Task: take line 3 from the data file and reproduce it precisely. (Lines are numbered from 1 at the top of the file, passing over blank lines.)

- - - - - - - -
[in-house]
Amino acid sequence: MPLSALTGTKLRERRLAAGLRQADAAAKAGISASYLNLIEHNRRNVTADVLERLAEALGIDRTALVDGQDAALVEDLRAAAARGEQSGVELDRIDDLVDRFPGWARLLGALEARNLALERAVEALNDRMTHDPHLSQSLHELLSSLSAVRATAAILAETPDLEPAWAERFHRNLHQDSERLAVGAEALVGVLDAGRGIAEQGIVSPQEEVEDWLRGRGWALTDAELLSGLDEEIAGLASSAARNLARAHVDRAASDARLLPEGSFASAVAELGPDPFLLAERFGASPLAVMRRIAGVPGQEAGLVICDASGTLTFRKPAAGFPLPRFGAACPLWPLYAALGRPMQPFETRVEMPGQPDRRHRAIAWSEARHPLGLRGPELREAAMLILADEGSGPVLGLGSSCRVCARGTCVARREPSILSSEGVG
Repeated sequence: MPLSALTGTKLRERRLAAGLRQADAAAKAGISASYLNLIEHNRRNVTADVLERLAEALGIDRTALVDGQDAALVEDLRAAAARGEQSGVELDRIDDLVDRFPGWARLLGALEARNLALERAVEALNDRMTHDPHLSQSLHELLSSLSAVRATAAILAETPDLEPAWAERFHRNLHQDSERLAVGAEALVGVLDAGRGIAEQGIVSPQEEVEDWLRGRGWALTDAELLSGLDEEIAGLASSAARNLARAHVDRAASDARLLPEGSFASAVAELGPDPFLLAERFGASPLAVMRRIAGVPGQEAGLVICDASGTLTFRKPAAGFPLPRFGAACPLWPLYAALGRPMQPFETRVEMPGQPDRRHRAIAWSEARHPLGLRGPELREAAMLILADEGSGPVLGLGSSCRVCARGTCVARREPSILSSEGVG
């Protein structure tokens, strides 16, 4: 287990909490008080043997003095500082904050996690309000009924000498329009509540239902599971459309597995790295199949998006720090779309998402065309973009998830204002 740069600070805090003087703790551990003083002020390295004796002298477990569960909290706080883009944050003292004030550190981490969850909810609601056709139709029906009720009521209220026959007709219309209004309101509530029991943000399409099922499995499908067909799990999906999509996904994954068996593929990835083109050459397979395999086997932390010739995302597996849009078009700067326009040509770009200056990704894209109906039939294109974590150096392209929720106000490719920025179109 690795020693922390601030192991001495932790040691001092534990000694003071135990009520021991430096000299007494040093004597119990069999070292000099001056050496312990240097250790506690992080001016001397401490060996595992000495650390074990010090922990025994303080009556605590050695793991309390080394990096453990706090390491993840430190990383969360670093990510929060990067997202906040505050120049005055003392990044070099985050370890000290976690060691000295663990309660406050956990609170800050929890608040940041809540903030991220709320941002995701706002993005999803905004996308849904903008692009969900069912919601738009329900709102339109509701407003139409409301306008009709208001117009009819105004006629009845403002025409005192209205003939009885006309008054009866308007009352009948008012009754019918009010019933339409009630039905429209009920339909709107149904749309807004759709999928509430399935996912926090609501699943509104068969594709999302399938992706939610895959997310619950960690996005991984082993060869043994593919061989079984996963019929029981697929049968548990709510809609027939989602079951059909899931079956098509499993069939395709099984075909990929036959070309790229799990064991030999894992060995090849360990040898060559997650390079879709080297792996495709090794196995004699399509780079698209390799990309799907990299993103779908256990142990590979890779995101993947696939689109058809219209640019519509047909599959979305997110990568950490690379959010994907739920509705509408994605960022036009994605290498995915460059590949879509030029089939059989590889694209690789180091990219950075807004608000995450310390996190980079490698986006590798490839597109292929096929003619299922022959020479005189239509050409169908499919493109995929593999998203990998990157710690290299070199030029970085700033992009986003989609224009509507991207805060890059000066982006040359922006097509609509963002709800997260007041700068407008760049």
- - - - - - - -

Repeated sequence: MPLSALTGTKLRERRLAAGLRQADAAAKAGISASYLNLIEHNRRNVTADVLERLAEALGIDRTALVDGQDAALVEDLRAAAARGEQSGVELDRIDDLVDRFPGWARLLGALEARNLALERAVEALNDRMTHDPHLSQSLHELLSSLSAVRATAAILAETPDLEPAWAERFHRNLHQDSERLAVGAEALVGVLDAGRGIAEQGIVSPQEEVEDWLRGRGWALTDAELLSGLDEEIAGLASSAARNLARAHVDRAASDARLLPEGSFASAVAELGPDPFLLAERFGASPLAVMRRIAGVPGQEAGLVICDASGTLTFRKPAAGFPLPRFGAACPLWPLYAALGRPMQPFETRVEMPGQPDRRHRAIAWSEARHPLGLRGPELREAAMLILADEGSGPVLGLGSSCRVCARGTCVARREPSILSSEGVG